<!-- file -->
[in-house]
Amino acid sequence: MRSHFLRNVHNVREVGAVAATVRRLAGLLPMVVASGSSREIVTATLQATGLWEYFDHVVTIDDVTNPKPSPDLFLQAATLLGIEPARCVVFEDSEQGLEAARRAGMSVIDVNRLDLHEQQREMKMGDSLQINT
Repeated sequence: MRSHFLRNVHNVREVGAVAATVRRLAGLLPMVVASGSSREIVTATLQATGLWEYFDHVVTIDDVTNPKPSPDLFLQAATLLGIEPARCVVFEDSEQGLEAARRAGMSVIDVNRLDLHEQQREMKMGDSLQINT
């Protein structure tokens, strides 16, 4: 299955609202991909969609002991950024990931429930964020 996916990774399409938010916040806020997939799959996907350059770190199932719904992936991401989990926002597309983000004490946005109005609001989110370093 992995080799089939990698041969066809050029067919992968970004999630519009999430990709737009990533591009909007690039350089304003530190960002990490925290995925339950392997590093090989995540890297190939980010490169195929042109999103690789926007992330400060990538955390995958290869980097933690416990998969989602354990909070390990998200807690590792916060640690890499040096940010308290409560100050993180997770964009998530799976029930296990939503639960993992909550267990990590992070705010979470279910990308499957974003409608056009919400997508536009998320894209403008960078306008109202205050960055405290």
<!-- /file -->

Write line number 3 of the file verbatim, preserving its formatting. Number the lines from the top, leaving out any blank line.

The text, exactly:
Repeated sequence: MRSHFLRNVHNVREVGAVAATVRRLAGLLPMVVASGSSREIVTATLQATGLWEYFDHVVTIDDVTNPKPSPDLFLQAATLLGIEPARCVVFEDSEQGLEAARRAGMSVIDVNRLDLHEQQREMKMGDSLQINT